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More language support programs to be launched for multicultural families

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Published : 2015-03-01 18:40
Updated : 2015-03-01 18:40

More language support programs will be launched for multicultural families this year, according to the Gender Equality Ministry and municipal governments.

The programs have been organized to encourage multicultural children to learn their parents’ mother tongues as well as the Korean language.

They consist of classes for the migrant’s spouse and Korean in-laws on the importance of bilingual education, as well as separate sessions for foreign-born parents on how to support their children in a bilingual household.

“It is important for the Korean in-laws and Korean spouses to be supportive of their children becoming bilingual,” said an official from the Gender Ministry.

“Learning their parent’s mother tongue can raise the children’s self-esteem and help with identity formation.”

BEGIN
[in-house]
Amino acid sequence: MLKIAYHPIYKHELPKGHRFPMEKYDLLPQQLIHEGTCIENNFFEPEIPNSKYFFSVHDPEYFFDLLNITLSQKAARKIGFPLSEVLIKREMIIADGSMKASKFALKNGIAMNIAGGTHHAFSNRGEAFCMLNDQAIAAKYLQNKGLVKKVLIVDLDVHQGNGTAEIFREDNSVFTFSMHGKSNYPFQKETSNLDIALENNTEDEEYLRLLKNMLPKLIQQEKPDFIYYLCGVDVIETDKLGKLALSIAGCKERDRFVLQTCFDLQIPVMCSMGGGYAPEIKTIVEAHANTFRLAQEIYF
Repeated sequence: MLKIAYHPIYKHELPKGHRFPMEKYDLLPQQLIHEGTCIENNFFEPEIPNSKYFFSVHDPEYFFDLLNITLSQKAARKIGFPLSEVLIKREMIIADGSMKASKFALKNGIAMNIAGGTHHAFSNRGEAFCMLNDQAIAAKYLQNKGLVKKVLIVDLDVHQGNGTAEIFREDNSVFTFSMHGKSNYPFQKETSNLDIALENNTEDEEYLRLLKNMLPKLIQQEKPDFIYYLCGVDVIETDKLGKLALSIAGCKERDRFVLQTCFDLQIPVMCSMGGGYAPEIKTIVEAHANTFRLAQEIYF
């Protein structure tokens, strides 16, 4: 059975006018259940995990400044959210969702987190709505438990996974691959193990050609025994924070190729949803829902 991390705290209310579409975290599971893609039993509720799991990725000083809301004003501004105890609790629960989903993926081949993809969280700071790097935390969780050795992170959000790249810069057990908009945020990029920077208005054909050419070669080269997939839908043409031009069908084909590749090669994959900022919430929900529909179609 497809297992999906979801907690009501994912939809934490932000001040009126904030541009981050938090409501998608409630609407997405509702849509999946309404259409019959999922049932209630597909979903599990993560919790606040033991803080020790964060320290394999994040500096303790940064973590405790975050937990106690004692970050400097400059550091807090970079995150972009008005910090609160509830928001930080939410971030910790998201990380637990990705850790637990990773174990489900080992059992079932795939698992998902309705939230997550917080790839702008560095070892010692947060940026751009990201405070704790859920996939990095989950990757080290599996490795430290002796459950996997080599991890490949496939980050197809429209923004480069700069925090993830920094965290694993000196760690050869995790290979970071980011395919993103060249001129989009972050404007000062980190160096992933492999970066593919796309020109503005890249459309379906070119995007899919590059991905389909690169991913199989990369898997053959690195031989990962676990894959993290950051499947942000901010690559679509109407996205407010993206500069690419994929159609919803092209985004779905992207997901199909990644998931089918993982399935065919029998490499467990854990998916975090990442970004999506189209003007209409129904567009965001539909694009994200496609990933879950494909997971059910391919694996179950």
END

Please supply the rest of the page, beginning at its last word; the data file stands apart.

According to the Ministry of Gender Equality and Family, 76.1 percent of children whose foreign-born parents were from North America and Europe were learning their parent’s native language on top of Korean, while only 10.4 percent of those whose parents were from Cambodia and Vietnam were doing the same in 2012.

One of the reasons behind the statistics has to do with the lack of support from the children’s Korean parents and relatives. Many foreign-born mothers are encouraged by their Koreans spouses or in-laws to only speak in Korean with their children, according to NGOs.

“Many Korean in-laws believe that when a child is exposed to two languages at a young age, he or she would end up not being fluent in either of those languages,” said a worker from Multicultural Children’s Library Modoo in Seoul.

“But having a bilingual environment only betters a child’s linguistic development and cultural understanding.”

The ministry is establishing 20 more pre-school classes for multicultural children from the current 80 nationwide.

It is also increasing the number of Rainbow Schools, a special educational institution for young foreign-born children, to 17 from the current 12 across the nation.

There were about 204,000 multicultural children in Korea as of last year.

By Claire Lee (dyc@heraldcorp.com)